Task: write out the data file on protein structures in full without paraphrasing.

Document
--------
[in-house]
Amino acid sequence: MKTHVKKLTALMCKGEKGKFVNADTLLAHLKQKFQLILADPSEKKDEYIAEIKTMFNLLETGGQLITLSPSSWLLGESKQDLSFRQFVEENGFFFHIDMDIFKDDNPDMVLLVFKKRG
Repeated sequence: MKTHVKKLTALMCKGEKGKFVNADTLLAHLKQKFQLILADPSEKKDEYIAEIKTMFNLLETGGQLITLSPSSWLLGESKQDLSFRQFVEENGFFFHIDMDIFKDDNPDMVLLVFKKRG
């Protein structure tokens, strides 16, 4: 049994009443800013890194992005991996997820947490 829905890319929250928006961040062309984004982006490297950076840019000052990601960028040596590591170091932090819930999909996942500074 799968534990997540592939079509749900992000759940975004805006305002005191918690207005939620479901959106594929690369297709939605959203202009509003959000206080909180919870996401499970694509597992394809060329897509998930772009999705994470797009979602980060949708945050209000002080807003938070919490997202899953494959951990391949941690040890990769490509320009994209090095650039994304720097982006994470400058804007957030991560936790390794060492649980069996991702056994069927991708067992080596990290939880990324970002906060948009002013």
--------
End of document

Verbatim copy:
[in-house]
Amino acid sequence: MKTHVKKLTALMCKGEKGKFVNADTLLAHLKQKFQLILADPSEKKDEYIAEIKTMFNLLETGGQLITLSPSSWLLGESKQDLSFRQFVEENGFFFHIDMDIFKDDNPDMVLLVFKKRG
Repeated sequence: MKTHVKKLTALMCKGEKGKFVNADTLLAHLKQKFQLILADPSEKKDEYIAEIKTMFNLLETGGQLITLSPSSWLLGESKQDLSFRQFVEENGFFFHIDMDIFKDDNPDMVLLVFKKRG
């Protein structure tokens, strides 16, 4: 049994009443800013890194992005991996997820947490 829905890319929250928006961040062309984004982006490297950076840019000052990601960028040596590591170091932090819930999909996942500074 799968534990997540592939079509749900992000759940975004805006305002005191918690207005939620479901959106594929690369297709939605959203202009509003959000206080909180919870996401499970694509597992394809060329897509998930772009999705994470797009979602980060949708945050209000002080807003938070919490997202899953494959951990391949941690040890990769490509320009994209090095650039994304720097982006994470400058804007957030991560936790390794060492649980069996991702056994069927991708067992080596990290939880990324970002906060948009002013």